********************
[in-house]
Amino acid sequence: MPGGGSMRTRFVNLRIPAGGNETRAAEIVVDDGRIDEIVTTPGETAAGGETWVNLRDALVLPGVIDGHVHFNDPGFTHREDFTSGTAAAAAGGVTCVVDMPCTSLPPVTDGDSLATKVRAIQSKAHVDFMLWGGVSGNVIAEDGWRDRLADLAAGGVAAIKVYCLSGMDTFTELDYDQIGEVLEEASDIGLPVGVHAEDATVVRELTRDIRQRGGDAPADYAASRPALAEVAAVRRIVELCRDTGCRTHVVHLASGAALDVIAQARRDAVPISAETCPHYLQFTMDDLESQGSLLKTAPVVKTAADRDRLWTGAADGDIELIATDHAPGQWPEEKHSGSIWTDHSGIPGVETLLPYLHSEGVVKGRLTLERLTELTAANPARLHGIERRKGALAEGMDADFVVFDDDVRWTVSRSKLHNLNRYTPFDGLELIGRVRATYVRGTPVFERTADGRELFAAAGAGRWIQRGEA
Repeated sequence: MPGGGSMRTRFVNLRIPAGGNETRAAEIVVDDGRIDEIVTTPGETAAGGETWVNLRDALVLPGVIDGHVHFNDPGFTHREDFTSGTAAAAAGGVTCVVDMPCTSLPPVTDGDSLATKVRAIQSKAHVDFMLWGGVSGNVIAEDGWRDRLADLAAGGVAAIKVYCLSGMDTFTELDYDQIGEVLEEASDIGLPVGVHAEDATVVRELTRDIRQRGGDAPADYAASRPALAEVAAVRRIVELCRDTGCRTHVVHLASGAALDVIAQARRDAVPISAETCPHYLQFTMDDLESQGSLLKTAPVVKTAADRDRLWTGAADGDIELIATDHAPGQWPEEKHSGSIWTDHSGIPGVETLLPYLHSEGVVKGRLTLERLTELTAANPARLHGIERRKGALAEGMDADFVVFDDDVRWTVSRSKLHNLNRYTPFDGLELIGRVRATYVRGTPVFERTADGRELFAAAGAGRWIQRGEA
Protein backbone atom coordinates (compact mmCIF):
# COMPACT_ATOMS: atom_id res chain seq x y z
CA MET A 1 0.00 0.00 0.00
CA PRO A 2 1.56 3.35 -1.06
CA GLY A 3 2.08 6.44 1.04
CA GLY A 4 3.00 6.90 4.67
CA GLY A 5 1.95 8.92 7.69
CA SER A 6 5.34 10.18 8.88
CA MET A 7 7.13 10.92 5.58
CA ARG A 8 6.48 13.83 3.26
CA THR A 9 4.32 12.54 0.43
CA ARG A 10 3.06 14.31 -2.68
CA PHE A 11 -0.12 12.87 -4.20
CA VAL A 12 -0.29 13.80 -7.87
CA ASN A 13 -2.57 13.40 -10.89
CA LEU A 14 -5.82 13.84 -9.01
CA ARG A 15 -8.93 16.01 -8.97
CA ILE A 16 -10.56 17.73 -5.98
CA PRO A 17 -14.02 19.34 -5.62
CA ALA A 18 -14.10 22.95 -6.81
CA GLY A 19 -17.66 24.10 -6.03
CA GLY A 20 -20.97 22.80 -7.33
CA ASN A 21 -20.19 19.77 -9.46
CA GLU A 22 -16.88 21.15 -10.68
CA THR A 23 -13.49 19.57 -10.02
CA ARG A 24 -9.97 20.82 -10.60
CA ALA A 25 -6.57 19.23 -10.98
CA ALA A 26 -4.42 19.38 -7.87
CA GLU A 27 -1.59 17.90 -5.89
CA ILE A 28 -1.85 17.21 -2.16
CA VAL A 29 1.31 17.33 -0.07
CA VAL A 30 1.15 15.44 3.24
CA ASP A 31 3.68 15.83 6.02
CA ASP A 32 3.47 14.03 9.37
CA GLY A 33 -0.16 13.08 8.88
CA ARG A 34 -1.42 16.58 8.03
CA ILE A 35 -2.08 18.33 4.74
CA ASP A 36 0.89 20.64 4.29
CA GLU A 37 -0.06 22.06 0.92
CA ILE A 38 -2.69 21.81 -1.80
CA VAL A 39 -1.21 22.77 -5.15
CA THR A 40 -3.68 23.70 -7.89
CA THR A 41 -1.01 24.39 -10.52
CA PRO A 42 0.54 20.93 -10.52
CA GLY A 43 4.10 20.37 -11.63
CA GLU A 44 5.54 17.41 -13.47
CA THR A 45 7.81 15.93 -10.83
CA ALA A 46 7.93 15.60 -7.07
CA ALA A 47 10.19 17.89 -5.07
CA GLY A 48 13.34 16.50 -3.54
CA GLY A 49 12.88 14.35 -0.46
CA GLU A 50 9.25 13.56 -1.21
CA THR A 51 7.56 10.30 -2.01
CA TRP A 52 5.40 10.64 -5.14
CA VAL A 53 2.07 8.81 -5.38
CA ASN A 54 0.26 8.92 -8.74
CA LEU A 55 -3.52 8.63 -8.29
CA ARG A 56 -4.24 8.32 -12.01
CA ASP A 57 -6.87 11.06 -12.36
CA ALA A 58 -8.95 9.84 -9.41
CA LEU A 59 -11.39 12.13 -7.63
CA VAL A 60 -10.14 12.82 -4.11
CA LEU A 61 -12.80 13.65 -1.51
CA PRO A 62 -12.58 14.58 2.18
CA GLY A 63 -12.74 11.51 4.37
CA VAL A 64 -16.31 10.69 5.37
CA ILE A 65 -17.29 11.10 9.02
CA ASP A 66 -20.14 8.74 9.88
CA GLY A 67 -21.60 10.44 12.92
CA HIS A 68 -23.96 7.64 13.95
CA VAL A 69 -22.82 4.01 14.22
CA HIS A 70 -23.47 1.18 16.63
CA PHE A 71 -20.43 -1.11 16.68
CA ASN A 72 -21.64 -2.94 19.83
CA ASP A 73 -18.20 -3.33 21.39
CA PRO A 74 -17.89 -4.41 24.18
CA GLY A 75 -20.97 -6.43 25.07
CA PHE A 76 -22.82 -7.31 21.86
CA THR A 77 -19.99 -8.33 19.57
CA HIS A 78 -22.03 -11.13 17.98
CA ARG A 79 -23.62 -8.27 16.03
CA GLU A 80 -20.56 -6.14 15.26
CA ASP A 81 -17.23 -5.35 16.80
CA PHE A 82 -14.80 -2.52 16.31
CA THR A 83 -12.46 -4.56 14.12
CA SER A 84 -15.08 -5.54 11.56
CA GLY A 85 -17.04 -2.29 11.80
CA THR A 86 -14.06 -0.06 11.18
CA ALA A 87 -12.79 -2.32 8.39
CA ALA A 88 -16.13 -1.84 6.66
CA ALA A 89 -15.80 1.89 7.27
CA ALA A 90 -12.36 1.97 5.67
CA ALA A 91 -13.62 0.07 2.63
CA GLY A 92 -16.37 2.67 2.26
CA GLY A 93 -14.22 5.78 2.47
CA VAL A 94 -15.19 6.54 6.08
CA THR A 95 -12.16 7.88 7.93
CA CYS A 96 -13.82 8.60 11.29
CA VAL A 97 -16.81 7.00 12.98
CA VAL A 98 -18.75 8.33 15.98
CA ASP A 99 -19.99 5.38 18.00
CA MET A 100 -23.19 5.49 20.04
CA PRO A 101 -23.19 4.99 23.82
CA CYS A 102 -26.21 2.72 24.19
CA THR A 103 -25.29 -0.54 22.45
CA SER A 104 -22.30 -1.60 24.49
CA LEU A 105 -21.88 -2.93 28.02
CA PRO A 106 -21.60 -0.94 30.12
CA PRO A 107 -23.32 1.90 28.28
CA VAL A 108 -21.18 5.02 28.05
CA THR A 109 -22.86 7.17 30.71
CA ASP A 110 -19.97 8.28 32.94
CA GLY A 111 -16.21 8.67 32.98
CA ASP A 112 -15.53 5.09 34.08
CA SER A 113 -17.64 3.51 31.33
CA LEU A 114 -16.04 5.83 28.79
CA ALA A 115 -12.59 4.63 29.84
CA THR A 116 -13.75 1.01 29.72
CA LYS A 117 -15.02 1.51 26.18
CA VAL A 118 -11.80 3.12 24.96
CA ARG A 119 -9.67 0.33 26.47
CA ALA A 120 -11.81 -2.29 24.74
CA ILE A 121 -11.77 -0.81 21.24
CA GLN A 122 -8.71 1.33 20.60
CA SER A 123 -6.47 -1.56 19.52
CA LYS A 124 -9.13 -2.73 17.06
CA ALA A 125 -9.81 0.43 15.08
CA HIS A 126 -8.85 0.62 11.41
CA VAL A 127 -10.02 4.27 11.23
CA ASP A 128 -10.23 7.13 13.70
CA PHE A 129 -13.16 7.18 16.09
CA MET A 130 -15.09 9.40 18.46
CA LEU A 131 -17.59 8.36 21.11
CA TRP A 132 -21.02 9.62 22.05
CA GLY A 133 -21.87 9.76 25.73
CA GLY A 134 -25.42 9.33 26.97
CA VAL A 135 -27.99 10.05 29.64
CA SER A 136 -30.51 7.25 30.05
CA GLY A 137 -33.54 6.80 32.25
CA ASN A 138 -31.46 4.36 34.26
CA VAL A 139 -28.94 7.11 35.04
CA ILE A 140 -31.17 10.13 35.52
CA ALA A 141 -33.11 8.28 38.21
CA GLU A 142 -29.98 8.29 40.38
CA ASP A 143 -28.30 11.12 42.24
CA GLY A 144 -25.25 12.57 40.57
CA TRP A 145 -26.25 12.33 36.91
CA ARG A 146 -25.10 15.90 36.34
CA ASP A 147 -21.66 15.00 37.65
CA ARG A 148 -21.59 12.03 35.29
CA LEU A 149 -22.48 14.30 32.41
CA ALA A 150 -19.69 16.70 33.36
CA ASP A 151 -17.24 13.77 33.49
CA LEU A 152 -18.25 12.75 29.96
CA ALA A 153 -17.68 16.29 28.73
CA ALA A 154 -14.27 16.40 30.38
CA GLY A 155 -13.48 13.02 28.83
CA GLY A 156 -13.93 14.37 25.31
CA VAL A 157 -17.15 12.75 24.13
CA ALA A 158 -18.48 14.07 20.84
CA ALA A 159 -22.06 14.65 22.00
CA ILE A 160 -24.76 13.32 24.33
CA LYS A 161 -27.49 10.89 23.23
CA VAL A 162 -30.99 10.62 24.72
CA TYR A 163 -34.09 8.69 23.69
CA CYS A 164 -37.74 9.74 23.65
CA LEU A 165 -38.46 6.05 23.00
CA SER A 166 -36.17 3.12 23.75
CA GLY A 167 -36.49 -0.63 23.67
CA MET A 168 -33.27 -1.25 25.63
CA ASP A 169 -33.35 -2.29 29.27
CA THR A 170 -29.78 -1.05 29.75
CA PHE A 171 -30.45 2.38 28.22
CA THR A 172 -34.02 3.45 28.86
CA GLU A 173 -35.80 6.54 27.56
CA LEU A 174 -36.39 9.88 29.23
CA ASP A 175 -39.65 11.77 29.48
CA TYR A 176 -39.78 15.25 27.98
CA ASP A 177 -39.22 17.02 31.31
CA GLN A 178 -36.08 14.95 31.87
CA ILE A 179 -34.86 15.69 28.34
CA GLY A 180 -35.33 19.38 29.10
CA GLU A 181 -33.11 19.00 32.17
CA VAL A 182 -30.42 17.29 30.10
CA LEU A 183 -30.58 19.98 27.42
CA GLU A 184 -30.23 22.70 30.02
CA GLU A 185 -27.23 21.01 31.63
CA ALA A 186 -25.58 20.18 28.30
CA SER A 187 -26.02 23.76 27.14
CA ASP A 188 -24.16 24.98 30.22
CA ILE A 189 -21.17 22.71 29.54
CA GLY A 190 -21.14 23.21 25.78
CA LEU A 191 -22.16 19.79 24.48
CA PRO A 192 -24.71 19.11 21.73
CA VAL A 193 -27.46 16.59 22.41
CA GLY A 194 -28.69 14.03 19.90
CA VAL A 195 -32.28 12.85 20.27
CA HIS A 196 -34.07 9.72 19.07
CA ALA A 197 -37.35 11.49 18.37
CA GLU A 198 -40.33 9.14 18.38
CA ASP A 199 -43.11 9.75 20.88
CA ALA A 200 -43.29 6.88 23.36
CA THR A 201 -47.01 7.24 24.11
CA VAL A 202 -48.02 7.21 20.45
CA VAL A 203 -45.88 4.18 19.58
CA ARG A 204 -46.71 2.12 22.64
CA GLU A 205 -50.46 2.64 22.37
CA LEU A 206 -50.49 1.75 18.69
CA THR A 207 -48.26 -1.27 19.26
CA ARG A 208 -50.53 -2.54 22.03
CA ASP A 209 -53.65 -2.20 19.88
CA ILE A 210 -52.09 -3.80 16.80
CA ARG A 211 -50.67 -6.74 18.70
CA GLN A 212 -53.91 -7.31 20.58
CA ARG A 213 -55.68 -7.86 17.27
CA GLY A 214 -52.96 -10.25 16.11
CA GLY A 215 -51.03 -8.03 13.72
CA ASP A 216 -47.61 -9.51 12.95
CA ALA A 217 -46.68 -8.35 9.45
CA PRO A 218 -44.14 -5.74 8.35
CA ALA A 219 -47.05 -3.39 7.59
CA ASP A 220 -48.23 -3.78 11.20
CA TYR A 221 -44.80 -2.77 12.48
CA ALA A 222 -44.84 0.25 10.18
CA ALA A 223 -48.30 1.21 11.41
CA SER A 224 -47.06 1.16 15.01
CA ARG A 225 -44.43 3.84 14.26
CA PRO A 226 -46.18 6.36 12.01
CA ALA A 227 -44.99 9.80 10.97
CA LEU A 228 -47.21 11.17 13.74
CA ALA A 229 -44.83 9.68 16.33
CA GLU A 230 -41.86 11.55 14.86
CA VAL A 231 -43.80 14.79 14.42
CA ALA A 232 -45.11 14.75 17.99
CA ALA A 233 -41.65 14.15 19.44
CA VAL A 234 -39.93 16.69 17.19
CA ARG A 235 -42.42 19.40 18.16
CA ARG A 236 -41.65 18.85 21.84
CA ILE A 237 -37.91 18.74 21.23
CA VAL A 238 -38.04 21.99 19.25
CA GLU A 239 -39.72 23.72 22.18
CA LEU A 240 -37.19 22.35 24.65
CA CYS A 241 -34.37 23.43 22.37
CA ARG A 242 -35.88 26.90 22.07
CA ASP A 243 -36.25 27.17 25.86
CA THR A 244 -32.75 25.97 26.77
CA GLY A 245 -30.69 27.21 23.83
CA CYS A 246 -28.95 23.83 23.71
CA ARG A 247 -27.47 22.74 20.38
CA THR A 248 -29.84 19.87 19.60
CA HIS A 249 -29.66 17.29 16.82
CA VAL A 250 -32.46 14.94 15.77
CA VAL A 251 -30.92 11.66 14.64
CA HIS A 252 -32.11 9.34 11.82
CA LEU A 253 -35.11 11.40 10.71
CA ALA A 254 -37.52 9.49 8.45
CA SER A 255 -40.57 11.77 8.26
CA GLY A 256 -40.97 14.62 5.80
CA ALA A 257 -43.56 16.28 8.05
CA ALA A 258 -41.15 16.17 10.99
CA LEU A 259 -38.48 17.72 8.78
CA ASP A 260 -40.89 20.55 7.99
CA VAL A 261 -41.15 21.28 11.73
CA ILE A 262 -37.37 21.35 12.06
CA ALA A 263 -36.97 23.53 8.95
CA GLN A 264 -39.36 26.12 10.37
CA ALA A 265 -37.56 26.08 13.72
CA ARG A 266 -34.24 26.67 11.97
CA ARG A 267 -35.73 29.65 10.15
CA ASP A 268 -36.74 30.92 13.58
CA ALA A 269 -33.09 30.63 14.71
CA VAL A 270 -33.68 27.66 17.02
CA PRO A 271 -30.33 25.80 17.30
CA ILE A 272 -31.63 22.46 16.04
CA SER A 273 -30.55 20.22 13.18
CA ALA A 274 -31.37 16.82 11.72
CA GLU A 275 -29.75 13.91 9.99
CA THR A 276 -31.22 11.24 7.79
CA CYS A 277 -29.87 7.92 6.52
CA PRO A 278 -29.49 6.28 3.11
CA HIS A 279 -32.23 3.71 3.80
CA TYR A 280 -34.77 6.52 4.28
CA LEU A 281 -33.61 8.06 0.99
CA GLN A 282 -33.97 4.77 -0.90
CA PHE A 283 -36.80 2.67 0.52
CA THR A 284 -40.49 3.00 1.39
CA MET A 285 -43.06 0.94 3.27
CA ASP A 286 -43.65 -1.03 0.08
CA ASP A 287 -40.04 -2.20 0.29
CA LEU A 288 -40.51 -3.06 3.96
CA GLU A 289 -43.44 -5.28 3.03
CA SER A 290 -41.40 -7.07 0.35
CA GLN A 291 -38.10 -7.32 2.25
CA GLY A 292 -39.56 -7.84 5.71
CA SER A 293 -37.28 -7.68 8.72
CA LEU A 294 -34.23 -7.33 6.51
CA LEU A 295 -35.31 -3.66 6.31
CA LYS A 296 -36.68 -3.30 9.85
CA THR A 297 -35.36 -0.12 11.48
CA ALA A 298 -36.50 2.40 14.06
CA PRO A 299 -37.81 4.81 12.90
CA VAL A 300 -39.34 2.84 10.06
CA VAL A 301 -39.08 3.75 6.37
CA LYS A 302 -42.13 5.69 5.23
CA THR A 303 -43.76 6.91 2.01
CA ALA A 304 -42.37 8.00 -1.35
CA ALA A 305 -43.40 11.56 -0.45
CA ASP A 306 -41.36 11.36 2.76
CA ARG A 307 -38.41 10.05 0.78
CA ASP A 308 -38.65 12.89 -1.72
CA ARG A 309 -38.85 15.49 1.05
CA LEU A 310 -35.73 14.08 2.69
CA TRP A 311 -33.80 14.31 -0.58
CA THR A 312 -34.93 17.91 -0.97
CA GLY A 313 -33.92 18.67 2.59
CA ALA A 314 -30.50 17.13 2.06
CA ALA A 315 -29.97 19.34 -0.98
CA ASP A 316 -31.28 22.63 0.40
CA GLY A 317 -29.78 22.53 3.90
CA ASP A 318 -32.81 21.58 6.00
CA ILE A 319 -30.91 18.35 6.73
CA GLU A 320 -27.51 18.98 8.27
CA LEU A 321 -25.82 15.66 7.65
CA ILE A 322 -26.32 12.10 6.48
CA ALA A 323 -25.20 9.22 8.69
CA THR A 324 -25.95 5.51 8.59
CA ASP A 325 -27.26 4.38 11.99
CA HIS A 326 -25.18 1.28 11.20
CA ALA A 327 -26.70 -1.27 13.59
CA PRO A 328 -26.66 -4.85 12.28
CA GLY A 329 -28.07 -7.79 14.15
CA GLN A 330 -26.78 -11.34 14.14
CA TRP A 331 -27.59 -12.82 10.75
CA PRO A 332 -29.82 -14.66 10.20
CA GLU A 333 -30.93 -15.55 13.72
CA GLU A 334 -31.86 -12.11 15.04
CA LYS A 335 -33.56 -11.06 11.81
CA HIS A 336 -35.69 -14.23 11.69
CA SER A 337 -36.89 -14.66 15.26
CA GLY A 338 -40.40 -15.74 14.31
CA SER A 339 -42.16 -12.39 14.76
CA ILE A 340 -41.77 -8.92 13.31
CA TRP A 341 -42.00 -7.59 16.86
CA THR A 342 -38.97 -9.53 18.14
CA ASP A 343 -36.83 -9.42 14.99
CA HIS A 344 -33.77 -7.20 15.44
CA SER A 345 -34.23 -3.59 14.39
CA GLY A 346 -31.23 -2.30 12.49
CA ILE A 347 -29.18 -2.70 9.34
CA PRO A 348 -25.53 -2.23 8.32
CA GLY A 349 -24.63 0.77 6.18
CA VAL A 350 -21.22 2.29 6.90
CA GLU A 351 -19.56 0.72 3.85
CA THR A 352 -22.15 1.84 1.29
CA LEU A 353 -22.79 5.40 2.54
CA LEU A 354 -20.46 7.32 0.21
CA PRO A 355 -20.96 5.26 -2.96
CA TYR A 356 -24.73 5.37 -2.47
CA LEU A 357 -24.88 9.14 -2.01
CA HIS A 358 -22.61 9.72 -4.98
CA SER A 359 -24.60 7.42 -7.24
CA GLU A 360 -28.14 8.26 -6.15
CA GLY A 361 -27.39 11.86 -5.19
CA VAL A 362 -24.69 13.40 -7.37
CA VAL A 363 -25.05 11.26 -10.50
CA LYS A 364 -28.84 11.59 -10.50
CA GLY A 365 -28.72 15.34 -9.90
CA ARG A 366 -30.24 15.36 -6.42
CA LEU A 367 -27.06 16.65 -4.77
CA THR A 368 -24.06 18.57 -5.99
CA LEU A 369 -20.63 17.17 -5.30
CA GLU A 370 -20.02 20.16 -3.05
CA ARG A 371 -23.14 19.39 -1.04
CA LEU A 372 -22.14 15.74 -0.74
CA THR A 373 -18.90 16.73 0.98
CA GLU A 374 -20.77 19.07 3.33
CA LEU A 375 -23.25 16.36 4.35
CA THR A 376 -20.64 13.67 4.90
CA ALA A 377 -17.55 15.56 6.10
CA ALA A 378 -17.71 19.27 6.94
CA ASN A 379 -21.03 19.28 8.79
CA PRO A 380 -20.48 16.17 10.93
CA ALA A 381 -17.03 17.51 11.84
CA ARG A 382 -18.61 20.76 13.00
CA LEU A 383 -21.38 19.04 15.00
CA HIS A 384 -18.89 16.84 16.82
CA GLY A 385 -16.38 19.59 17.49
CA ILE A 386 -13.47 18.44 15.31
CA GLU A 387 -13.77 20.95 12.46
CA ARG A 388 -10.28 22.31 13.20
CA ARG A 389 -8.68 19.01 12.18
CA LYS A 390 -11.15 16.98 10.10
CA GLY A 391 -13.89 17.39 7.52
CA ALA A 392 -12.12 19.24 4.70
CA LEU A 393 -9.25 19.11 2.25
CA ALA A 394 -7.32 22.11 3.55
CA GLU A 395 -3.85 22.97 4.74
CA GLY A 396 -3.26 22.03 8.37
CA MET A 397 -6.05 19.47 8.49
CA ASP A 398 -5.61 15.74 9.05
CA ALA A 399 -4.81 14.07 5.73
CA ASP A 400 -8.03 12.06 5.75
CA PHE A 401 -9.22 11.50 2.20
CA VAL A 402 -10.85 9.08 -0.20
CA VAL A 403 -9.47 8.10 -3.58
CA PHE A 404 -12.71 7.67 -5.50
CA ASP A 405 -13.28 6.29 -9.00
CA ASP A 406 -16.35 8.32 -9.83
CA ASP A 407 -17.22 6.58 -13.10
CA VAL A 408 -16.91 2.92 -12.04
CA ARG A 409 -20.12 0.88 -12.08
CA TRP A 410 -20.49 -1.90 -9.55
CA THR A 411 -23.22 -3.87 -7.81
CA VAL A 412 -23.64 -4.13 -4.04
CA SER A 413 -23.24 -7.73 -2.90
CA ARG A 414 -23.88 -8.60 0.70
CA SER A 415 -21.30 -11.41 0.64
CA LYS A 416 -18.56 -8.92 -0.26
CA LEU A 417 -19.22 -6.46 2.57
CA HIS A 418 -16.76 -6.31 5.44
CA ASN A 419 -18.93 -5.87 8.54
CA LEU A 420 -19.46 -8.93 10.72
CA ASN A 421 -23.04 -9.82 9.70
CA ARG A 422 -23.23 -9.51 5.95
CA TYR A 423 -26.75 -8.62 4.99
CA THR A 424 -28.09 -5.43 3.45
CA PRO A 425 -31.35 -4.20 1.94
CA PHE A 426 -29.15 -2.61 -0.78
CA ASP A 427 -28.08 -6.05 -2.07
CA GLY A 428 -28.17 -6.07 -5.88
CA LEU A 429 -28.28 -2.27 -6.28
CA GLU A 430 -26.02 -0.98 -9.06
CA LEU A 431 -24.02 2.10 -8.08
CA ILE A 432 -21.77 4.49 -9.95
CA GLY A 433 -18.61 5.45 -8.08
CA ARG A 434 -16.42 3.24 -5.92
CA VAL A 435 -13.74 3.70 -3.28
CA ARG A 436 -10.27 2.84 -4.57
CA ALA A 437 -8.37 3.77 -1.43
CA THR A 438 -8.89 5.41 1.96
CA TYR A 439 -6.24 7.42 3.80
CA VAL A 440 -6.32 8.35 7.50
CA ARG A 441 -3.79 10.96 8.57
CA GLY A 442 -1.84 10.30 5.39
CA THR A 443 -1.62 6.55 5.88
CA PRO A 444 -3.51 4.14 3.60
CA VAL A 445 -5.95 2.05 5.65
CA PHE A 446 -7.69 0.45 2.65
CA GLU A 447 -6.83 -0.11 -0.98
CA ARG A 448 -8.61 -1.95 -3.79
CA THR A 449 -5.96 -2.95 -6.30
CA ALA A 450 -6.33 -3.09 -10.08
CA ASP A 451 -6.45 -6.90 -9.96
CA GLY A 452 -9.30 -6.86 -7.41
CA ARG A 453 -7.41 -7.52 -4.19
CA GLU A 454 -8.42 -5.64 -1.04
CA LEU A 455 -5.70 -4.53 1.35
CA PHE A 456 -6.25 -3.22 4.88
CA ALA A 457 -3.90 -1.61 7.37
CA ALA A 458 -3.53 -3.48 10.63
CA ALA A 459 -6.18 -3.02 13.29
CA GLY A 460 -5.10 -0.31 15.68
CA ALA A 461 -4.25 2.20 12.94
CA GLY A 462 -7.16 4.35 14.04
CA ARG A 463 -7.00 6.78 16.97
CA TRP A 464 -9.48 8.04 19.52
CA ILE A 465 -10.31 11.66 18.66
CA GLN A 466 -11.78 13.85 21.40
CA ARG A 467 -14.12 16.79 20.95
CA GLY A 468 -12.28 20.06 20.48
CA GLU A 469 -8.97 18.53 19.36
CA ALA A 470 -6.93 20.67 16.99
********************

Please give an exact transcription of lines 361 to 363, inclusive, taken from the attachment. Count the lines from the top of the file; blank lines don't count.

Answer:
CA TYR A 356 -24.73 5.37 -2.47
CA LEU A 357 -24.88 9.14 -2.01
CA HIS A 358 -22.61 9.72 -4.98